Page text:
Mueller asks witnesses to hand over their personal phones: report

Special counsel Robert MuellerRobert Swan MuellerSasse: US should applaud choice of Mueller to lead Russia probe MORE’s team has asked witnesses in its probe to turn over their personal phones for examination of encrypted messaging apps, CNBC reported Thursday.

Sources told the news outlet that Mueller’s team has been interested in conversations that took place among Trump associates on WhatsApp, Confide, Signal and Dust, which allow users to communicate using encryption. 

At least some witnesses have reportedly already complied with the request. 

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A spokesperson for the special counsel’s office declined to comment to CNBC.

The report comes two days after Mueller's team alleged in a court filing that former Trump campaign chairman Paul ManafortPaul John Manafort5 revelations from Mueller's indictment of Russians in DNC hack Mueller indicts 12 Russians in 2016 DNC hack The dishonesty of the deep state MORE attempted to tamper with a potential witness in his upcoming trial, in part using encrypted messaging apps.

Mueller's team said Manafort and a longtime associate linked to Russian intelligence attempted to contact via phone call, text and encrypted messages two people from The Hapsburg Group, which Manafort had worked with to lobby for Ukrainian interests.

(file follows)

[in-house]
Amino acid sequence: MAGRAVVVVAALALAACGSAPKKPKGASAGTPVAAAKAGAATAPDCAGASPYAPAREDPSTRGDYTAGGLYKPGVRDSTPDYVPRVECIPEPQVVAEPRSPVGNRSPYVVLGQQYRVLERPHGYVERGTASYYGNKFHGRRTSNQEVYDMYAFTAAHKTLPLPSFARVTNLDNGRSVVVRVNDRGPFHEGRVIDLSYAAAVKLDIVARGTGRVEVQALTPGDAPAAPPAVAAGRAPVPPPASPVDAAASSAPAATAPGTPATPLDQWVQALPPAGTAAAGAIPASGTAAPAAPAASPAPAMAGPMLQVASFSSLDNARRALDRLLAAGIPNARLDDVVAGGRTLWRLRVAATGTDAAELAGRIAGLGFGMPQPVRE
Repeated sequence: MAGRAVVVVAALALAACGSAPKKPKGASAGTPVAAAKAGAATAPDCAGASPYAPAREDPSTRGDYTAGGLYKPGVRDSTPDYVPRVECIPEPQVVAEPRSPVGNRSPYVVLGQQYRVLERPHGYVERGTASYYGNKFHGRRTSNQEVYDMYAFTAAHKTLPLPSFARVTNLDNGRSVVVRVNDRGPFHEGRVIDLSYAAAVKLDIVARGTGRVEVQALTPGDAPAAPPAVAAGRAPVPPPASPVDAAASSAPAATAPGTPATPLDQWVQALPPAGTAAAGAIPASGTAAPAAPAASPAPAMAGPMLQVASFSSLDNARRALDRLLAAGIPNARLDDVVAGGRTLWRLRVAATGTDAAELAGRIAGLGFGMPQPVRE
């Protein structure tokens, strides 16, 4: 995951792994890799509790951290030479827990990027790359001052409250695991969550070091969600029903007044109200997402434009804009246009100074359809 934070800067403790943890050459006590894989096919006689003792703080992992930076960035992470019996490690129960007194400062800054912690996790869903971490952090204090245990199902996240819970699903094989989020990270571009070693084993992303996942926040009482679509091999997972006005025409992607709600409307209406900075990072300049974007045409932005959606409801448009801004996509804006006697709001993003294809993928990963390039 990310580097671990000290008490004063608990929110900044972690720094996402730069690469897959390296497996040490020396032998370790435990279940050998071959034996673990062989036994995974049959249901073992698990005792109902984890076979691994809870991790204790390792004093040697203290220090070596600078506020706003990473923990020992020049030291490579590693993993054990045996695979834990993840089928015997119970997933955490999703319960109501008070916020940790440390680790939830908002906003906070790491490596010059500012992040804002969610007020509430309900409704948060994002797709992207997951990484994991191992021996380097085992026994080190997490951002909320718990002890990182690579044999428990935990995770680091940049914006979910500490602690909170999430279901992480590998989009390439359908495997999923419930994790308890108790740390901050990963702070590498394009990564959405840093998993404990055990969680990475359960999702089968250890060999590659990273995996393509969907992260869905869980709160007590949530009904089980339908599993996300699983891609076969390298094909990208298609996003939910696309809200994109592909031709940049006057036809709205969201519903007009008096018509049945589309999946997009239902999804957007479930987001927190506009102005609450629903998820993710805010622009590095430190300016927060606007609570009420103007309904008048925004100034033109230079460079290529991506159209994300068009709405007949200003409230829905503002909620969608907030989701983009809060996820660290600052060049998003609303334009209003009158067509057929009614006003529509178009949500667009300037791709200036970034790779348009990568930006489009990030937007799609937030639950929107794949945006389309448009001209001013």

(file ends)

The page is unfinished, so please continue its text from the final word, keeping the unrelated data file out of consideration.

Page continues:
The filing said Manafort's attempts at contact were “in an effort to influence their testimony and to otherwise conceal evidence,” and the probe into the matter was still ongoing. 

Mueller's team asked the court to revoke or revise Manafort's release conditions, including his bond and house arrest.

In addition to Manafort, Mueller's probe into Russian meddling in the 2016 presidential election has thus far led to three other former Trump associates being indicted or pleading guilty. He also filed charges against 13 Russian nationals.

Manafort has pleaded not guilty on all charges.

The president has frequently decried the Mueller probe as a "hoax" and a "witch hunt." On Monday, he declared the special counsel is "unconstitutional," though he did not provide support for his claim.